- French news outlets. Keep up with the world in French. Many news providers offer both written and video news reports. Popular options include:
• Le Monde (The World)
• Radio français international (French International Radio)
- Music. French music has a rich history and a dynamic contemporary landscape. Find French music on:
• Apple Music
- Podcasts. While you’re doing busy tasks, you can probably listen to a podcast. Try podcasts designed for French learners like Duolingo’s French podcast and News in Slow French, or find others via:
b. Practice active listening
If you play French audio while you do chores, that’s passive listening. It’s good for exposure to French, but not much else.
To learn French at a high level, you need to practice active listening. This means you’re interacting with the French audio content in some way.
For example, you can do listening comprehension exercises by completing activities that test your understanding of the audio. Here’s an example:
In fact, this YouTube channel (Learn to French) has many listening comprehension videos. The website Lawless French has more listening comprehension practice.
You can also practice active listening by:
- writing a summary of the audio
- telling your friend about the audio content
For best practice, do these in French!
And at higher levels of French, you might:
- transcribe everything you hear (in French!)
- interpret the audio (orally translating as you listen)
4. Focus on Speaking French as Soon as Possible
A common polyglot recommendation for learning languages is to speak early and often.
And if verbal communication is your end goal, tailor your studies to concentrate fully on spoken French rather than written French.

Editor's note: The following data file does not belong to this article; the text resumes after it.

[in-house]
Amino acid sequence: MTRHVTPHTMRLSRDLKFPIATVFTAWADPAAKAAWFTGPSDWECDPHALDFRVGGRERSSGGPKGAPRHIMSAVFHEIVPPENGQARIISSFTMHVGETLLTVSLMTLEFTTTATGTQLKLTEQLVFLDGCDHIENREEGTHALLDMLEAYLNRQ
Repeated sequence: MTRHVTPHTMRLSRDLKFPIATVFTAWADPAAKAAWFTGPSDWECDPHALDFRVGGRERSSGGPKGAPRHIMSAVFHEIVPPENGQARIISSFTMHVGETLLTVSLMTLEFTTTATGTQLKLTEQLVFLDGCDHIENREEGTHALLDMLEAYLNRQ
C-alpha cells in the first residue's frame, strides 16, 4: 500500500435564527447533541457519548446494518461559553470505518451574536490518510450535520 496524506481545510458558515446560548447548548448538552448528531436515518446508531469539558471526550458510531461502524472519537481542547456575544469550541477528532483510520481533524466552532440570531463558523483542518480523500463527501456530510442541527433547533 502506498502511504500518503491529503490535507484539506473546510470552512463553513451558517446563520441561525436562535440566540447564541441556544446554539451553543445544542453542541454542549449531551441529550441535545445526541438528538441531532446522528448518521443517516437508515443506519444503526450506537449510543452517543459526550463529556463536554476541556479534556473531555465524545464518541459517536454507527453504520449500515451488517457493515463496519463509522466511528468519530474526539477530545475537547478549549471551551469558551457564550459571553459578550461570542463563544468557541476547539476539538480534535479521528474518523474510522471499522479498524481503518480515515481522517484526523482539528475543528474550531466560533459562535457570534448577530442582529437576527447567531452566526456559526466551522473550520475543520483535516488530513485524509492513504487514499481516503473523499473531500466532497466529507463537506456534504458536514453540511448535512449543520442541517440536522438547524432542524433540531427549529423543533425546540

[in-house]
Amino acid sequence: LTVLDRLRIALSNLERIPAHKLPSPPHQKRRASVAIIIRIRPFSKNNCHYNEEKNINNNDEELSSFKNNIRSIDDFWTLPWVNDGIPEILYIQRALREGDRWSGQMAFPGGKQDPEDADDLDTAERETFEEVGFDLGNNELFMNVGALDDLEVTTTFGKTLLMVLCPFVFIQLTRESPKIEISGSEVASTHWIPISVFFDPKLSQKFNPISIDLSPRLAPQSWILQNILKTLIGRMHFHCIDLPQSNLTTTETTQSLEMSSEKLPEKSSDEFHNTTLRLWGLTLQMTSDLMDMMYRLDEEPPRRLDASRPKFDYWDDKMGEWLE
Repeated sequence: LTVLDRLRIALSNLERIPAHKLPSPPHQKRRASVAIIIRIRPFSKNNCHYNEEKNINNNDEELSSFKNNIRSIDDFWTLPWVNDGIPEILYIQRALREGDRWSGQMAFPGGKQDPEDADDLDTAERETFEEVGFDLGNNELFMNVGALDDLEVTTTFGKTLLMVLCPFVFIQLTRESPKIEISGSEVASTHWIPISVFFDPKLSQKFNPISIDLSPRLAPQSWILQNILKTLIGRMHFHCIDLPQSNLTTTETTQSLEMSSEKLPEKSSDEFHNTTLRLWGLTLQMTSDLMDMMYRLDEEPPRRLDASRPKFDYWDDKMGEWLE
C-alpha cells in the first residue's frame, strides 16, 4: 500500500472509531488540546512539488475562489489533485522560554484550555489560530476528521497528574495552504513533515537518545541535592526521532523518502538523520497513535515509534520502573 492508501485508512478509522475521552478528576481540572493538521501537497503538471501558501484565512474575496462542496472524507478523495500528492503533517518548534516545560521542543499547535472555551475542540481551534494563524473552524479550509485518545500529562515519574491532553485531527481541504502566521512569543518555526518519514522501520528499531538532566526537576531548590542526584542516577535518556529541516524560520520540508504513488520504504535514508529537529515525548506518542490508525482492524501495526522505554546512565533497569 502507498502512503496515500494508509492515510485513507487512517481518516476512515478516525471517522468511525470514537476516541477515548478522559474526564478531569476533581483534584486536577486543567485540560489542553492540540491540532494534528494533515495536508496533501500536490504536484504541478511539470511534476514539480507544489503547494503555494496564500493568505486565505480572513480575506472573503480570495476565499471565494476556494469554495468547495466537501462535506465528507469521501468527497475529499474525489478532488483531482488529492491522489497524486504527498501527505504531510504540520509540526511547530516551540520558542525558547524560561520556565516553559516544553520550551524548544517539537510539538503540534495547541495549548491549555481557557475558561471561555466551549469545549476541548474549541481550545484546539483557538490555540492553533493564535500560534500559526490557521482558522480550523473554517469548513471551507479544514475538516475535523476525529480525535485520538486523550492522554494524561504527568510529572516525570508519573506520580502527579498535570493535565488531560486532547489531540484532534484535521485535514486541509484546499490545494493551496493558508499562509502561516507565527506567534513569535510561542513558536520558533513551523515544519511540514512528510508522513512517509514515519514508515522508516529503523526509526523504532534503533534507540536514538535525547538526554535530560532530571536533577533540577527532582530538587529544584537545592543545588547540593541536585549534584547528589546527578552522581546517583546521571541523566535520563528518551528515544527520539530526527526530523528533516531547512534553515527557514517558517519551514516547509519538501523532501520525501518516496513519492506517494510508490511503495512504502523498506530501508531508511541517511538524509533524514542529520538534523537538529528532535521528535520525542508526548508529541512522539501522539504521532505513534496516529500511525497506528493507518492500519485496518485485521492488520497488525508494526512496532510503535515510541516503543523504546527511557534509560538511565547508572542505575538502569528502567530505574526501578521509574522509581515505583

a. Learn to listen for the nuances of spoken French
French isn’t written the same as it’s spoken.
For example, nous technically means “we” in French. When speaking, however, most French people actually use the word on (which translates approximately to “one”).
Instead of saying Nous sommes allés au supermarché to say “We went to the supermarket,” French people would more likely say On est allé au supermarché.
If you attempt to learn written and spoken French at the same time, you’ll have to learn both ways of creating French sentences.
If, however, you focus on spoken French from the get-go, you’ll be speaking fluently far more quickly.
b. Come to terms with making mistakes
Focusing on spoken French does have its downsides. You may accidentally use spoken French in your writing when you do put pen to paper.
For instance, a native French speaker will usually say Je sais pas (or even ché pa) for “I don’t know.” In writing, though, you’d need to use the correct Je ne sais pas.
Studying spoken French means you’ll need to relearn the correct way of saying things later if you hope to write French properly.
Perhaps more concerning though, it’s scary to speak in a language you hardly know!
How do you know you’ll be understood? How do you know you’re not accidentally offending your conversation partner with some horrible French faux pas?
In short, you don’t.
Indeed, part of the fun of learning a new language is the mental gymnastics we sometimes have to do to make ourselves understood. With luck, your interlocutor will teach you le mot juste (the right word).